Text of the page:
Wednesday, August 10, 2011

Deconstructing a B'nei Mitzvah Coming of Age Ritual

Nathen asks what makes a good coming of age ritual.

As someone who has had a Bar Mitzvah service and officiated other people's B'nei Mitzvot services, that is an interesting question and easy to answer.  What makes this Jewish tradition such an effective coming of age ritual?

(I will only discuss the traditional elements, not the very recent trend to emphasize a party after the religious service.)

Receive a Related Pair of Adult Responsibility and Privilege

It is sensible that a coming of age ceremony is when the new adult first receives some of the responsibilities and privileges that adults share but children do not have.

The phrase "Bar Mitzvah" literally means "Son of the Commandment".  People become a Bar Mitzvah, not have one.  (Similarly "Bat" means "Daughter" and "B'nei" means "Children".)  In Jewish tradition this ceremony marks when a new adult becomes responsible for his own morality and behavior, departing from being under his parents' responsibility.  The corresponding privilege is that the new adult may now participate in adult discussions and judgments about morality.  (For example, the how do the ancient Jewish precedents about gossip and slander apply to when congregants write falsely and maliciously on Facebook?)

This is also easy to translate into a secular coming of age ceremony.  Find a related pair of a responsibility and a privilege with which the new adult can participate.

Lead an Adult Community Activity

The core of becoming a Bar Mitzvah is that the new adult takes a turn leading the weekly religious service.  Traditionally, the new adult is responsible for all of the rabbi's normal roles: directing the congregation in prayer, calling up the other people who have turns participating, reading from scripture, and presenting a sermon.  (The cantor still helps lead the singing.)

This is probably the first time the new adult has complete responsibility for a meeting or event.  It is the new adult's fault if things fall flat.

This is easy to translate into a secular coming of age ceremony.  Lead a community activity.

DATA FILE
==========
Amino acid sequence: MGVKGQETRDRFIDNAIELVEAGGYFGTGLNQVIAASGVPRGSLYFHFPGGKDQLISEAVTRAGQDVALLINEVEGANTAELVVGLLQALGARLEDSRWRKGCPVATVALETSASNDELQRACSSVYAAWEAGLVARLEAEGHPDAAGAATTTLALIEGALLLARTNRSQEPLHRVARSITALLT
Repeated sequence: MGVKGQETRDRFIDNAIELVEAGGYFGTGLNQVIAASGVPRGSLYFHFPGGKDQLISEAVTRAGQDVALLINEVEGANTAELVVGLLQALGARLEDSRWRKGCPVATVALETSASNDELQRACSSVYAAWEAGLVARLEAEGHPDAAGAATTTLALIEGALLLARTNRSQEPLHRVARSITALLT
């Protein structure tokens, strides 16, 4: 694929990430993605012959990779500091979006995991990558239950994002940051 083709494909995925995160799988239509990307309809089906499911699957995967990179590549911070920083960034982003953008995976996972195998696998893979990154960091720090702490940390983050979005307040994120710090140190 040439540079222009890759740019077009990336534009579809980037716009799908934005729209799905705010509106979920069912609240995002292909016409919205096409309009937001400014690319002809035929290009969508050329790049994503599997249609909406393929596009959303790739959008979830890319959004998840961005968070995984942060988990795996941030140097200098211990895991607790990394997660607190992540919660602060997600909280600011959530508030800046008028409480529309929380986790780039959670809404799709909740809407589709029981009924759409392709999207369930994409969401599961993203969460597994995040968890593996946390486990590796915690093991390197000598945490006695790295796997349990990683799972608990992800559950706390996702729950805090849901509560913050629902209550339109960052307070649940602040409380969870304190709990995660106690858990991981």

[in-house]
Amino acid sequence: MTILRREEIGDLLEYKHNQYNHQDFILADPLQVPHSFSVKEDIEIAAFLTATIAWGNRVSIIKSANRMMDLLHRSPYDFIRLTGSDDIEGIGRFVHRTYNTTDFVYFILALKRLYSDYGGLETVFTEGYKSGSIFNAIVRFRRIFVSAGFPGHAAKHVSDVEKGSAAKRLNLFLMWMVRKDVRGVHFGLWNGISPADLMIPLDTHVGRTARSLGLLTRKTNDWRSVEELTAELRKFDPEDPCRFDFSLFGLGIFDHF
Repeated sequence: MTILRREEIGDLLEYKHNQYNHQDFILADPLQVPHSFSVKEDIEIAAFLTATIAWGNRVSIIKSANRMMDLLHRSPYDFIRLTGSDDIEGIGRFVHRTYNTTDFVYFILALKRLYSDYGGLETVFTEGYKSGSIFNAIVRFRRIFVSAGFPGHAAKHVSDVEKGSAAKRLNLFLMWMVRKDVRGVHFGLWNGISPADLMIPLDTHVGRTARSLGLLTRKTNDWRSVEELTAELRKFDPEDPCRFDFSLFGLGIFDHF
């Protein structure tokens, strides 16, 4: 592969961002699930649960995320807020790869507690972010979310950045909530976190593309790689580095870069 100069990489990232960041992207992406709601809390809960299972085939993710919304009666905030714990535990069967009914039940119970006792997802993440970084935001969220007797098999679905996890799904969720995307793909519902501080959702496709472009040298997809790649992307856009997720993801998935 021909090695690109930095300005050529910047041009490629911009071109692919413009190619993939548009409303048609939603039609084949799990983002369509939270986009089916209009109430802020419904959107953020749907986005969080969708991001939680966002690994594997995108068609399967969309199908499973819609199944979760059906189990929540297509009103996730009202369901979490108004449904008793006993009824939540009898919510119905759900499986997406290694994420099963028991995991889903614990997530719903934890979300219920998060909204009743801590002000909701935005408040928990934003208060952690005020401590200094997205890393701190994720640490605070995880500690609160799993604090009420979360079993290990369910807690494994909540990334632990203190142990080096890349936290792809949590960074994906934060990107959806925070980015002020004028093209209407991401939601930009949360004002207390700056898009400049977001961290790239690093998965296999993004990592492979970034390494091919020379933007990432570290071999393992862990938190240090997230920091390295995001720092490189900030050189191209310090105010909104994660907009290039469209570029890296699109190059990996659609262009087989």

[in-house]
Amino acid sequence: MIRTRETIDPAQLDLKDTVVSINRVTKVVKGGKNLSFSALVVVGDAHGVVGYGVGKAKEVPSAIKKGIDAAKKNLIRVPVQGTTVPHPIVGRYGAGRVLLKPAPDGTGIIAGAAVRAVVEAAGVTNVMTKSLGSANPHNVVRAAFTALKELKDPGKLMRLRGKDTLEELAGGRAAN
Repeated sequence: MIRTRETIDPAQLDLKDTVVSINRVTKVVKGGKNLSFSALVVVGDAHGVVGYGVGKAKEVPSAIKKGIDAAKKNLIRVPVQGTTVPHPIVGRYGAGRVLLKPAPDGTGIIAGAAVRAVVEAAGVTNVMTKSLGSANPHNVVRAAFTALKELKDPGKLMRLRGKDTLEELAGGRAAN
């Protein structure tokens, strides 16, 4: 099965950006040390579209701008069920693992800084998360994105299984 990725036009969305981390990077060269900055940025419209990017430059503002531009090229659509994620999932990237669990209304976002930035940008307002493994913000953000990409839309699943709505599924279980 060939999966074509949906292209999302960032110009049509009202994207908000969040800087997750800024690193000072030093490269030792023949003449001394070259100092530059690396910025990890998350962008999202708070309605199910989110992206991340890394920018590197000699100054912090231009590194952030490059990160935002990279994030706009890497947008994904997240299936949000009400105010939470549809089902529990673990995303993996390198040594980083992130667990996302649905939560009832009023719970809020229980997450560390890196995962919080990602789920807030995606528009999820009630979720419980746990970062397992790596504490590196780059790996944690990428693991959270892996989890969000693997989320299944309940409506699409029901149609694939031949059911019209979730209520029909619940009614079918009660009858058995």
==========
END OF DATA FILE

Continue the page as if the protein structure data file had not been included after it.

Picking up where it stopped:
Learn from a Non-Parental Authority Figure

For months prior to the ceremony the new adult studied under the rabbi.  These days a one-on-one mentoring relationship may not be so significant.  Historically, before communal schooling of children, this could be the new adult's first structured learning under a non-parental authority figure.  As a child, the Bar Mitzvah would have attended many public discussions of scripture and religious issues.  But this would probably be the first one-on-one training outside the home.

Part of becoming an adult is identifying non-parental authority figures worth following.  Also, a new adult who proved teachable by the rabbi could be viewed as teachable by master craftsmen looking for apprentices.

This aspect of a coming of age ceremony is difficult to translate into secular culture.  So many American subcultures have authority figures that are not mentors but idols.

Perhaps the only useful generalization is an essay question:  Reflect about which adults besides your parents you look to as respectable authority figures.  Why those adults?  What teaching do they provide?  How do they guide you?  What does all this say about you?

Teach Adults

During the ceremony the most stressful part is usually presenting the sermon.  This is probably the first time the new adult has taught a room full of adults.

This is also easy to translate into a secular coming of age ceremony.  Teach a gathering of adults something.

Begin Cooperatively Process Group History

Children are often taught "Our family does this..." or "Our people value this..."  A coming of age ceremony is a time to discuss your family's historical narrative: what your ancestors have experienced and what path is most open before you.  Which elements of group identity and destiny is the new adult free to accept and reject?  Which are unavoidable?